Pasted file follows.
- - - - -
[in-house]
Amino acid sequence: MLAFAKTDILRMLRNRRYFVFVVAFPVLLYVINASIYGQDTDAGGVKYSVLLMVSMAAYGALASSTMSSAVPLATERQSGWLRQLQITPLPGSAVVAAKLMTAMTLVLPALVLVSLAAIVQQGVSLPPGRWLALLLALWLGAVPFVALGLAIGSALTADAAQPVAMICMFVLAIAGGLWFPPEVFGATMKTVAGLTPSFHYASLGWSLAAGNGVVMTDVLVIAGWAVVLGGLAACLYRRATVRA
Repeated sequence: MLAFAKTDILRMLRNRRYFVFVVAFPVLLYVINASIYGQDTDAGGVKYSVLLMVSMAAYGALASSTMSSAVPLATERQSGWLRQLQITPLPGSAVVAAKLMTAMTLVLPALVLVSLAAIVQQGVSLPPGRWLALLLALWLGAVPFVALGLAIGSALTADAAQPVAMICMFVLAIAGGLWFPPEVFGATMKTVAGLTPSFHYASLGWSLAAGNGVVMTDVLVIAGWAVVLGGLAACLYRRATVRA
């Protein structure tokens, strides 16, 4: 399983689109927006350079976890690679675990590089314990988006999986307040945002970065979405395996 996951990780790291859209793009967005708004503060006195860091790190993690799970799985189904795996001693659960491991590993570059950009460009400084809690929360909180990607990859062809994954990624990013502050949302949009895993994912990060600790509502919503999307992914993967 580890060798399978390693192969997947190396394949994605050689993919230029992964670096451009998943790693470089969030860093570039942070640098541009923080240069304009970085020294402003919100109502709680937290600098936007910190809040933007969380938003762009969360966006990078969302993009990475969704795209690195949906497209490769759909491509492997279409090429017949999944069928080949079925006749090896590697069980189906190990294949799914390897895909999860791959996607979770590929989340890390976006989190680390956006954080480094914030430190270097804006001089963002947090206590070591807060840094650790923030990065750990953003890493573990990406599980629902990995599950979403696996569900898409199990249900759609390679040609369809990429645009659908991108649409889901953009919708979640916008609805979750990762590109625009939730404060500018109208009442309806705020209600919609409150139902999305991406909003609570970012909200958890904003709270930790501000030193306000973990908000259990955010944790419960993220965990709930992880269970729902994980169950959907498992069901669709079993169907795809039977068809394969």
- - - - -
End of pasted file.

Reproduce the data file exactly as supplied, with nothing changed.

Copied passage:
[in-house]
Amino acid sequence: MLAFAKTDILRMLRNRRYFVFVVAFPVLLYVINASIYGQDTDAGGVKYSVLLMVSMAAYGALASSTMSSAVPLATERQSGWLRQLQITPLPGSAVVAAKLMTAMTLVLPALVLVSLAAIVQQGVSLPPGRWLALLLALWLGAVPFVALGLAIGSALTADAAQPVAMICMFVLAIAGGLWFPPEVFGATMKTVAGLTPSFHYASLGWSLAAGNGVVMTDVLVIAGWAVVLGGLAACLYRRATVRA
Repeated sequence: MLAFAKTDILRMLRNRRYFVFVVAFPVLLYVINASIYGQDTDAGGVKYSVLLMVSMAAYGALASSTMSSAVPLATERQSGWLRQLQITPLPGSAVVAAKLMTAMTLVLPALVLVSLAAIVQQGVSLPPGRWLALLLALWLGAVPFVALGLAIGSALTADAAQPVAMICMFVLAIAGGLWFPPEVFGATMKTVAGLTPSFHYASLGWSLAAGNGVVMTDVLVIAGWAVVLGGLAACLYRRATVRA
């Protein structure tokens, strides 16, 4: 399983689109927006350079976890690679675990590089314990988006999986307040945002970065979405395996 996951990780790291859209793009967005708004503060006195860091790190993690799970799985189904795996001693659960491991590993570059950009460009400084809690929360909180990607990859062809994954990624990013502050949302949009895993994912990060600790509502919503999307992914993967 580890060798399978390693192969997947190396394949994605050689993919230029992964670096451009998943790693470089969030860093570039942070640098541009923080240069304009970085020294402003919100109502709680937290600098936007910190809040933007969380938003762009969360966006990078969302993009990475969704795209690195949906497209490769759909491509492997279409090429017949999944069928080949079925006749090896590697069980189906190990294949799914390897895909999860791959996607979770590929989340890390976006989190680390956006954080480094914030430190270097804006001089963002947090206590070591807060840094650790923030990065750990953003890493573990990406599980629902990995599950979403696996569900898409199990249900759609390679040609369809990429645009659908991108649409889901953009919708979640916008609805979750990762590109625009939730404060500018109208009442309806705020209600919609409150139902999305991406909003609570970012909200958890904003709270930790501000030193306000973990908000259990955010944790419960993220965990709930992880269970729902994980169950959907498992069901669709079993169907795809039977068809394969």